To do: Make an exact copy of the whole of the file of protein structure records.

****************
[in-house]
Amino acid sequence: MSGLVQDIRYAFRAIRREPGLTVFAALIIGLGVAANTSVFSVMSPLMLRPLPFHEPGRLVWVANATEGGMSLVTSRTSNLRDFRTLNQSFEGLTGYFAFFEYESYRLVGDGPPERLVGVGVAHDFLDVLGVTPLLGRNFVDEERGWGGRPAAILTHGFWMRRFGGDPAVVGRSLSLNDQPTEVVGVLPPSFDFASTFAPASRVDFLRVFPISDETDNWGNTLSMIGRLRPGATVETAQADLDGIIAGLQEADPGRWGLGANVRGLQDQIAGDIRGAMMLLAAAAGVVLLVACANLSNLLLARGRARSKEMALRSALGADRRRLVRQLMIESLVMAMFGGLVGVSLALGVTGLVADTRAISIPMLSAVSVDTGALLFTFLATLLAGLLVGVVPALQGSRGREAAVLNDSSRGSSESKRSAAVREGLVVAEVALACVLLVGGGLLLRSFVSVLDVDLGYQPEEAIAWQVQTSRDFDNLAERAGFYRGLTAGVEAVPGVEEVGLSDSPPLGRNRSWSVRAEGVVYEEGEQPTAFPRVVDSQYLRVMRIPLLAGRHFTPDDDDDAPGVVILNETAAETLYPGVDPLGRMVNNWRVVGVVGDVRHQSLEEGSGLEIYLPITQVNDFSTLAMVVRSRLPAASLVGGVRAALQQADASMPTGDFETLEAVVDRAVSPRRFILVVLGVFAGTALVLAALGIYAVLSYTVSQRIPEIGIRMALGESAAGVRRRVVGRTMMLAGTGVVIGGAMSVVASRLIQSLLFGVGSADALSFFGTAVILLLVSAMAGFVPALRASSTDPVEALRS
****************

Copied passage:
[in-house]
Amino acid sequence: MSGLVQDIRYAFRAIRREPGLTVFAALIIGLGVAANTSVFSVMSPLMLRPLPFHEPGRLVWVANATEGGMSLVTSRTSNLRDFRTLNQSFEGLTGYFAFFEYESYRLVGDGPPERLVGVGVAHDFLDVLGVTPLLGRNFVDEERGWGGRPAAILTHGFWMRRFGGDPAVVGRSLSLNDQPTEVVGVLPPSFDFASTFAPASRVDFLRVFPISDETDNWGNTLSMIGRLRPGATVETAQADLDGIIAGLQEADPGRWGLGANVRGLQDQIAGDIRGAMMLLAAAAGVVLLVACANLSNLLLARGRARSKEMALRSALGADRRRLVRQLMIESLVMAMFGGLVGVSLALGVTGLVADTRAISIPMLSAVSVDTGALLFTFLATLLAGLLVGVVPALQGSRGREAAVLNDSSRGSSESKRSAAVREGLVVAEVALACVLLVGGGLLLRSFVSVLDVDLGYQPEEAIAWQVQTSRDFDNLAERAGFYRGLTAGVEAVPGVEEVGLSDSPPLGRNRSWSVRAEGVVYEEGEQPTAFPRVVDSQYLRVMRIPLLAGRHFTPDDDDDAPGVVILNETAAETLYPGVDPLGRMVNNWRVVGVVGDVRHQSLEEGSGLEIYLPITQVNDFSTLAMVVRSRLPAASLVGGVRAALQQADASMPTGDFETLEAVVDRAVSPRRFILVVLGVFAGTALVLAALGIYAVLSYTVSQRIPEIGIRMALGESAAGVRRRVVGRTMMLAGTGVVIGGAMSVVASRLIQSLLFGVGSADALSFFGTAVILLLVSAMAGFVPALRASSTDPVEALRS